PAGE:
I like Asterion Mage and there was a few things he wrote here that I agree with, but most of it I disagree with. Of course you don’t need to be a Christian to work the Arbatel. Anyone who has some experience with simpel spells will know this. I think some in his talk about religion has some relevans, but I disagree with his conklusions here. And it’s fair if you are repulsed by Christianity and religion. Completely fair enough, I can relate to that, but religion is still very relevant to the study of how magical practice has evolved throughout the ages of humanity. The way I see it, the evolution of magical practice is a clash between understanding the old, and acknowledging the new. Tradition aswell as modern inventions are of prime relevans to magical evolution of any magical practitioner in my honest opinion. But again, I can completely relate to how one can be grossed out by religion. There is a reason why most of us here are black magicians.

No, I don’t believe that the grimoire magicians made the books look christianlike in order to be accepted. I only believe very few grimoire authors was trying to be accepted. The author of Arbatel was obviously trying to be accepted, Dr. Thomas Rudd was trying to be accepted, but most grimoire authors was trying to hide their practice and philosophy from the church. The religious grimoires were written religiously because the authors experience told them that their religion made the magic more powerful. Cornelius Agrippa also believed this, and his word is what many traditionalists go by. Whether or not this is true, that religion makes the magic stronger or if it hinders it, or if it’s just irrelevant, is up to debate of course.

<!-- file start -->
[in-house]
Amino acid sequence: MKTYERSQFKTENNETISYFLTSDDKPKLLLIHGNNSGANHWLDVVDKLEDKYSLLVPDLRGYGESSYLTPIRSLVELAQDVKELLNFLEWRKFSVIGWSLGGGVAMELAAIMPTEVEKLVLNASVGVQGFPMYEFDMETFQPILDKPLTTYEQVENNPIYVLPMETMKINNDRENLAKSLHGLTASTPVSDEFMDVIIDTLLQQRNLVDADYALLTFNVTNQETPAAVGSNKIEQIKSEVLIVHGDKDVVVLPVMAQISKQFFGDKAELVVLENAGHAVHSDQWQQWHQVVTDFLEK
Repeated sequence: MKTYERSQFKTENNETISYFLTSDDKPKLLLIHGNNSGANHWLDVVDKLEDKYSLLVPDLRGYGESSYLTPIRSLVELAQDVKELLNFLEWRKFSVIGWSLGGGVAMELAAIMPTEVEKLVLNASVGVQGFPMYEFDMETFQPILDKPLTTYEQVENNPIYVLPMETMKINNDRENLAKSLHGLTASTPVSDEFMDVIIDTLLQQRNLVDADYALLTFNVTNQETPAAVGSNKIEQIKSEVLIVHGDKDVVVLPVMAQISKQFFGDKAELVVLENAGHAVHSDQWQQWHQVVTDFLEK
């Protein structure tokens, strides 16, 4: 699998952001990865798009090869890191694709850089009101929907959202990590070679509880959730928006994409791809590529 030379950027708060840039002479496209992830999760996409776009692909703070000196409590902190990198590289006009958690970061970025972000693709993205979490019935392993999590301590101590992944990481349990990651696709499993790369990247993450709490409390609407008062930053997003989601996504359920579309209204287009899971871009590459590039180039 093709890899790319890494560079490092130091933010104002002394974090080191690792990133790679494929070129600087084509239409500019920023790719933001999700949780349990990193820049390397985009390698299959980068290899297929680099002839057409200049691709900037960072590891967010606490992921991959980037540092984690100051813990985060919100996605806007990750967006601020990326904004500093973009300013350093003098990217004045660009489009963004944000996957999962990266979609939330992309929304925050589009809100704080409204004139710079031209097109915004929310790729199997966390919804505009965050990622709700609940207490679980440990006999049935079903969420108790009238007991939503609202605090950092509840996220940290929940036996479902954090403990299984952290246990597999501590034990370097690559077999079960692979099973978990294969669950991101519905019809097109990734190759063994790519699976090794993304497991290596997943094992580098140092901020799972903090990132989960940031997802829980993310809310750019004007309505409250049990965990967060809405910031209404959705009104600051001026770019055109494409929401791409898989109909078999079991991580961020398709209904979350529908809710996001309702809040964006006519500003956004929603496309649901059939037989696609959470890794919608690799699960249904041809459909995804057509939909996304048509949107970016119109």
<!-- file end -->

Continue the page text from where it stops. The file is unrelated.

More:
A problem is that I don’t see how we will ever reach a finished conclusion here. Because a religious magician can’t very well experiment to see if his religion’s influence boosts his magic or not, and neither can the non-religious magician. To work your magic at it’s peek you need to be completely dedicated to it, and if you are to figure the difference debated here out through experience then you need to be completely dedicated to both extremes at the same time, and that is not possible. There are far too many factors to take into consideration to be able to get a final conclusion to this debate. So I think this debate will continue forever.

Sorry about the wall of text

I appreciate your considerations on this subject, Attis. However, very few magicians (none of the hundreds that I’ve personally spoken with) have attained the sort of success in working with the grimoires as they are written, versus utilizing a more systematic approach, which turns that which is otherwise puffed up as a religious rite into instead a method of scientific practice. Asterion may be one of the rare cases of those who are able to not only produce materializations of spirits but also produce real and verifiable results in alignment with the intention of the ritual. Lisiewisky is another who makes that claim. So, that’s two. Two out of hundreds seems to be more of a fluke than anything.